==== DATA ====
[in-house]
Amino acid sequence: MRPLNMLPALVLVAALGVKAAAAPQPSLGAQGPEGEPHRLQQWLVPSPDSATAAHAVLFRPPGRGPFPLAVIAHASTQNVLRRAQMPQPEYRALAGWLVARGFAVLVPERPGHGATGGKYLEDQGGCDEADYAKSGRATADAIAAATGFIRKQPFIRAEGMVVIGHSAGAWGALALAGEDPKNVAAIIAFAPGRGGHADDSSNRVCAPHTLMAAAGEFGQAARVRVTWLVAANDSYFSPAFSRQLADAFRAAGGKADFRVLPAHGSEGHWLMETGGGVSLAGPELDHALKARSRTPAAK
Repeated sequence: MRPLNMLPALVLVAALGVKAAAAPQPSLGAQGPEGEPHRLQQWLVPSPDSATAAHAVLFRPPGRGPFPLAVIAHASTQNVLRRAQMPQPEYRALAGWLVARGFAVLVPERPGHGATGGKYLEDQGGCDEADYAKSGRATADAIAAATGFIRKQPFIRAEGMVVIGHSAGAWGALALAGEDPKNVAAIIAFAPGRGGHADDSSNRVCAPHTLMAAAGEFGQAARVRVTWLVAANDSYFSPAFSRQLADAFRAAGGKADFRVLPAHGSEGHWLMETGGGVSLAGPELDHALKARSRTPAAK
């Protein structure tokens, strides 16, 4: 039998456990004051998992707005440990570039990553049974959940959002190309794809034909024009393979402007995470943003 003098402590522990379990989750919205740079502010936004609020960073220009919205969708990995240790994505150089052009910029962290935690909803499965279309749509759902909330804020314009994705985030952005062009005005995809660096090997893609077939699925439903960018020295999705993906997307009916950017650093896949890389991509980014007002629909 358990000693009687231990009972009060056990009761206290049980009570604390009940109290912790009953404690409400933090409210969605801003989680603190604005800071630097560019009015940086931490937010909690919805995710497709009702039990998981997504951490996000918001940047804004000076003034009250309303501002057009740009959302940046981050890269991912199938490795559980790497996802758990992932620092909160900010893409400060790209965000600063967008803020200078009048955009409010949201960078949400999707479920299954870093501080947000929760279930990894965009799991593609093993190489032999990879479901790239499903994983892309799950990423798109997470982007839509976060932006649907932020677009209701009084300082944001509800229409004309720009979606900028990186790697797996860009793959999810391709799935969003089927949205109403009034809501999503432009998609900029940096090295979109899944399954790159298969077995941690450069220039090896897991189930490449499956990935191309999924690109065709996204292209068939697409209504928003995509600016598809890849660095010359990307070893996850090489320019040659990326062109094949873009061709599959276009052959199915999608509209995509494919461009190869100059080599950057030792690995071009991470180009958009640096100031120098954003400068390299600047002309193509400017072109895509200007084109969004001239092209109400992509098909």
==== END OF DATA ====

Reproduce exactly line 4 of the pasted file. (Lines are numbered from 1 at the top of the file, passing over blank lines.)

């Protein structure tokens, strides 16, 4: 039998456990004051998992707005440990570039990553049974959940959002190309794809034909024009393979402007995470943003 003098402590522990379990989750919205740079502010936004609020960073220009919205969708990995240790994505150089052009910029962290935690909803499965279309749509759902909330804020314009994705985030952005062009005005995809660096090997893609077939699925439903960018020295999705993906997307009916950017650093896949890389991509980014007002629909 358990000693009687231990009972009060056990009761206290049980009570604390009940109290912790009953404690409400933090409210969605801003989680603190604005800071630097560019009015940086931490937010909690919805995710497709009702039990998981997504951490996000918001940047804004000076003034009250309303501002057009740009959302940046981050890269991912199938490795559980790497996802758990992932620092909160900010893409400060790209965000600063967008803020200078009048955009409010949201960078949400999707479920299954870093501080947000929760279930990894965009799991593609093993190489032999990879479901790239499903994983892309799950990423798109997470982007839509976060932006649907932020677009209701009084300082944001509800229409004309720009979606900028990186790697797996860009793959999810391709799935969003089927949205109403009034809501999503432009998609900029940096090295979109899944399954790159298969077995941690450069220039090896897991189930490449499956990935191309999924690109065709996204292209068939697409209504928003995509600016598809890849660095010359990307070893996850090489320019040659990326062109094949873009061709599959276009052959199915999608509209995509494919461009190869100059080599950057030792690995071009991470180009958009640096100031120098954003400068390299600047002309193509400017072109895509200007084109969004001239092209109400992509098909």